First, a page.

It is malapportionment, not gerrymandering, that undermines voter equality. Redelineation ought to rebalance all constituencies that has deviated too greatly from national/state average (Electoral Quota). Unfortunately, the 2016 – 18 redelineation exercise tolerated and exacerbated voter inequality. This resulted the voting power of urban areas (across Malaysia) to be devalued comparatively to rural areas
Through malapportionment, it is possible to form a federal government around 38-39% of the popular votes. With this manipulation, Malaysian (then) opposition coalition, PR (now PH) won the popular vote in 2013 but failed to form the government. BN lost the federal government in 2018 when it’s share of votes declined to 35% of the votes. Malapportionment could be one of the reasons why PH formed the government without securing more than 50% of the popular votes
Examples of Malapportionment
Malapportionment in Selangor (1st round of proposals)
Instead rebalancing parliamentary and state constituencies in Selangor, EC’s proposals resulted a gross explosion of voter population for safe DAP seats (and PKR’s seat of Subang). In this illustration (left), proposed Damansara seat became the largest parliamentary seat in Selangor (as of 2016).
Any seats exceeding 115% or less than 85% from the Electoral Quota are seats that violated voter equality. Damansara has 3 times the population of Sabak Bernam yet each of them elect a representative each. In this 3D Visualization (left), Damansara towers over the undersized seats such as Sungai Buloh and Kuala Selangor. Malapportionment devalued urban voters of Damansara and overvaluing voters in rural Sabak Bernam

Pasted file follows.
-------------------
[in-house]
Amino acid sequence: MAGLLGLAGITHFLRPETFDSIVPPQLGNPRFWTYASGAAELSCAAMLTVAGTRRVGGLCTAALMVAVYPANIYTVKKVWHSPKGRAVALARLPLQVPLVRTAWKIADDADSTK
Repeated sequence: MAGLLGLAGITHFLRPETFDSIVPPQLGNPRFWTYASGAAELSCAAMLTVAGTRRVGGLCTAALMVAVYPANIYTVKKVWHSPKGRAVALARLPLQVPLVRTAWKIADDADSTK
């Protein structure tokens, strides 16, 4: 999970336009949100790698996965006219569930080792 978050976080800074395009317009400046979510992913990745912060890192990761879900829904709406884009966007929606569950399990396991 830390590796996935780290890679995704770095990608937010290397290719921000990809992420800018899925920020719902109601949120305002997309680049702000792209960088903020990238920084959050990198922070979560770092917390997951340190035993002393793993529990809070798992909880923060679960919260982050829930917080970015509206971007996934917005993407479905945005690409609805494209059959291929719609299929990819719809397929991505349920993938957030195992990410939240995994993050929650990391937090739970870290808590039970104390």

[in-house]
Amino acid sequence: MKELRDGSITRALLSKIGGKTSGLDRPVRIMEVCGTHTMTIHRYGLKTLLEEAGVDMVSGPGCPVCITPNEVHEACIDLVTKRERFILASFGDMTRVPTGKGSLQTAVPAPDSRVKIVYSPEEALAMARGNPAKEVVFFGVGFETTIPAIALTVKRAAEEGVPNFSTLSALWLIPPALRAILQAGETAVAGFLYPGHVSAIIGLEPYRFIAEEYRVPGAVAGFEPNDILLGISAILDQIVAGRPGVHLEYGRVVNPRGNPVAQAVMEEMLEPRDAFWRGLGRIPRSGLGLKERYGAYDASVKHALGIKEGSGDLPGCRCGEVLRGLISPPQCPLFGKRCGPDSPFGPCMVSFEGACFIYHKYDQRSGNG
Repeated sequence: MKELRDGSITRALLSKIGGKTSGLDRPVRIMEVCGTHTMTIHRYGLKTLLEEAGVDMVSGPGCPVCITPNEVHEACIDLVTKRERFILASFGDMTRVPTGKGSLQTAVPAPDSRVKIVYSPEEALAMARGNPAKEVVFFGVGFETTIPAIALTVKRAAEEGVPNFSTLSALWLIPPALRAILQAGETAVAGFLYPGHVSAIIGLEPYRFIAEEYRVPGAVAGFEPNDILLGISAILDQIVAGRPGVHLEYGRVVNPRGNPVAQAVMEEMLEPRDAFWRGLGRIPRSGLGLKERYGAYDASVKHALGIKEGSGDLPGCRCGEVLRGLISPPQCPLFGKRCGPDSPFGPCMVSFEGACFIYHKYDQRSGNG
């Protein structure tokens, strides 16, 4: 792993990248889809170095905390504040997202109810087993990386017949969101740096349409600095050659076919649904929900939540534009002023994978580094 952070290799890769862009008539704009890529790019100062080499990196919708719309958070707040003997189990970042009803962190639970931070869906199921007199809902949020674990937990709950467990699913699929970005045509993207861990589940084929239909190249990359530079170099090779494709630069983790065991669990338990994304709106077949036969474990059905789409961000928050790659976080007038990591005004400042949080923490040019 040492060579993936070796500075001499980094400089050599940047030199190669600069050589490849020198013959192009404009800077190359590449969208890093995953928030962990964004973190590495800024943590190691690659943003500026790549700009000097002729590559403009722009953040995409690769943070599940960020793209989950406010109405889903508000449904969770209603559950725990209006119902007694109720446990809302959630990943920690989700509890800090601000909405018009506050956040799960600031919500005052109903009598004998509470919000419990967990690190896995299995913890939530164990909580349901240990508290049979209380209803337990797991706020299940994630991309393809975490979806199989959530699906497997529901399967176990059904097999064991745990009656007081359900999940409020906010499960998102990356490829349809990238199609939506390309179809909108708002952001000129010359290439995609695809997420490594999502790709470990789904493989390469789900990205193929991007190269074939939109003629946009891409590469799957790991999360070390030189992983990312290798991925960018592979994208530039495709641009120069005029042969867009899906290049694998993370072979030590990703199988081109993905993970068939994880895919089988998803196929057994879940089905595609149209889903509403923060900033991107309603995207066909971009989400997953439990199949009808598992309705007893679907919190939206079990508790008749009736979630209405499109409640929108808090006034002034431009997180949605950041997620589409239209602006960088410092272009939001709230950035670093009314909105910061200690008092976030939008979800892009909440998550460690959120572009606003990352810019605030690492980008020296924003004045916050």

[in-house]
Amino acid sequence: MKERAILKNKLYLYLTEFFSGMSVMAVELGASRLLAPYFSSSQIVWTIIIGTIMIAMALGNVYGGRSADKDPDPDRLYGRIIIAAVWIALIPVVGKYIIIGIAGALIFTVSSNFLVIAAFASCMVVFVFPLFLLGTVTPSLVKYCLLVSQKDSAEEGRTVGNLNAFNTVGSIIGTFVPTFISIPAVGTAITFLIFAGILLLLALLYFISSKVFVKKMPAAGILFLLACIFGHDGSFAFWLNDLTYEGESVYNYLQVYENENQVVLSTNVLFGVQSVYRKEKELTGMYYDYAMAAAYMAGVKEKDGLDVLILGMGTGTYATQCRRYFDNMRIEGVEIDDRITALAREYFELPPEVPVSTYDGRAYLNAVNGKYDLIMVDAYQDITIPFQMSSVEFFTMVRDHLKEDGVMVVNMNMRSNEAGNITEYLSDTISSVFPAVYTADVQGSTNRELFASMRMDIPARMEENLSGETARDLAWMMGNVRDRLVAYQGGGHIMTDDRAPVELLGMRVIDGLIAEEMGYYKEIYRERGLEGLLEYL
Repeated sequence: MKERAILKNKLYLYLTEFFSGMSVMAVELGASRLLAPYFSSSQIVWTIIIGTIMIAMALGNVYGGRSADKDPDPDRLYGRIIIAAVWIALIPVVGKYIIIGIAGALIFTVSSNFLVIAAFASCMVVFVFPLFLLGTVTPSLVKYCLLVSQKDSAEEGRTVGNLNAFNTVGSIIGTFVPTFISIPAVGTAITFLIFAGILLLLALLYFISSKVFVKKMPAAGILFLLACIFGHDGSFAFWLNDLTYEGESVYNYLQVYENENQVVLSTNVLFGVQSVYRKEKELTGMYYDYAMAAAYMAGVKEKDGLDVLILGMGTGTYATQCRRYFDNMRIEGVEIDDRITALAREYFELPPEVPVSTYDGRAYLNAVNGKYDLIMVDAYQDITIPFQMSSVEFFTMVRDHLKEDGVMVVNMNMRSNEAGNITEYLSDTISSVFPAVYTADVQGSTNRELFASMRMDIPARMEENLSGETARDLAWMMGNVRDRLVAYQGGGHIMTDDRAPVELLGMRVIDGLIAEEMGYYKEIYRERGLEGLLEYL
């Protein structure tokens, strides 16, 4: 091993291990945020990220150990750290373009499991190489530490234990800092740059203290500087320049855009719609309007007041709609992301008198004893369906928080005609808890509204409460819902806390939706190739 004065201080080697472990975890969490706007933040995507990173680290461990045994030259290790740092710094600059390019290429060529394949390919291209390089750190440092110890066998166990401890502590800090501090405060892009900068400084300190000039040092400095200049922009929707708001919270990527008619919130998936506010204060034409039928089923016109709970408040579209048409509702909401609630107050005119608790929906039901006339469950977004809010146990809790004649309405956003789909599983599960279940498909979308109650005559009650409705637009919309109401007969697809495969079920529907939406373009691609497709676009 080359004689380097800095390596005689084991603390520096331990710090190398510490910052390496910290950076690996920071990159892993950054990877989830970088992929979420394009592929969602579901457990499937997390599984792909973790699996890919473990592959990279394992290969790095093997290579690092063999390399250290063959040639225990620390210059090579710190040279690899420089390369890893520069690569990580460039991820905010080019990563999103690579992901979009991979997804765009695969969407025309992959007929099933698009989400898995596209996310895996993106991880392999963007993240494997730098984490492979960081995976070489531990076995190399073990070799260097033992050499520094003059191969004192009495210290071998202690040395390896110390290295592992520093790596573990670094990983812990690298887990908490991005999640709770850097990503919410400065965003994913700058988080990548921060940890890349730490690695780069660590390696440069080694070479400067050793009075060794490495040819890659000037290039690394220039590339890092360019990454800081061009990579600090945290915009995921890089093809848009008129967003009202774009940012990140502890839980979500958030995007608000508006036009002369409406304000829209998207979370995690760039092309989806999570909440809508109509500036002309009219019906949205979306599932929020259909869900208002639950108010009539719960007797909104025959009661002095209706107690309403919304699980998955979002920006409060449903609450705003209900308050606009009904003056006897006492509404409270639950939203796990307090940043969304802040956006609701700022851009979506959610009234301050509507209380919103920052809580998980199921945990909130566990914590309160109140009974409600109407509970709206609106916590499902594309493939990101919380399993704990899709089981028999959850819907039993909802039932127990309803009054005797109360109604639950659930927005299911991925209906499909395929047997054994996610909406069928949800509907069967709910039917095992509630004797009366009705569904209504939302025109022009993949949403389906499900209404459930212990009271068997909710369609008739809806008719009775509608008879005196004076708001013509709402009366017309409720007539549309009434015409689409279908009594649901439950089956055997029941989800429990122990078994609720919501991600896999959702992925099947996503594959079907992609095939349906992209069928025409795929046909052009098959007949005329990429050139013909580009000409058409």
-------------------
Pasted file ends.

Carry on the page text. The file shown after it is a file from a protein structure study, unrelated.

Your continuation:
Final EC recommendations, containing super sized and undersized seats in Selangor, was approved in late March 2018. In GE14, Tony Pua won the largest majority of votes (over 100 000 votes) in nation’s history due to strong support for DAP and super size nature of his seat
Malapportionment across Political Parties in Peninsular Malaysia
In the illustration above (from Data Tarik (2018)), we explore the voter size of every seat in Malaysia and party breakdown as of GE14
One can instantly see a pattern of malapportionment. Redelineation Exercise of 2016 -18 actually tolerated or exacerbated voter inequality particularly for Pakatan Harapan (PH) and PAS seats. Many of the DAP safe seats such as Bangi (formerly Serdang), Damansara (formerly Petaling Jaya Utara) and Iskandar Puteri (formerly Gelang Patah) witnessed a dramatic increase of voter population as nearby voting districts were absorbed into these seats.
For BN, many of the undersized seats and some oversized seats in Johor Bahru were untouched by the redelineation process. This resulted in deepening the urban rural divide. Moreover, it made more difficult for PH and PAS to gain any new seats as they need more voters just to win additional seats. The redelineated boundaries was sending a message to voters that the change of the government is an impossible task. Malapportioned system also generate voluminous wasted votes for opposition areas (primarily for GE14).
In GE14, due to changing political preferences, PH and PAS manage to capture some undersized seats from BN which tipped the results in favour to PH
For anyone who is interested to perform in depth research on the movements of electoral boundaries and how does it impact on Selangor’s electoral scene (for historical reference), please refer to the links below:
- Want to know which polling districts and their political preferences got shifted as a result of Syor 2? Use this comparative map to complement your research - Syor 2 Impact on Selangor
- Want to know whether the redelineation addressed the issue of malapportionment at the DUN level? Use this comparative map to analyse which DUNs are oversized or undersized - LINK
- SPR Materials used as the basis for the redelineation. Click on the links here: Allocation of Polling Districts for Syor 2, Notice on Syor 2, Pre Redelineation List of Polling Districts, Map of Proposed Boundaries Syor 2
- List of Polling District before Redelineation, identification of Polling Districts that got shifted for Syor 1 and Syor 2 and detection of name and code changes for DUN and Parliament seats. Download the csv here.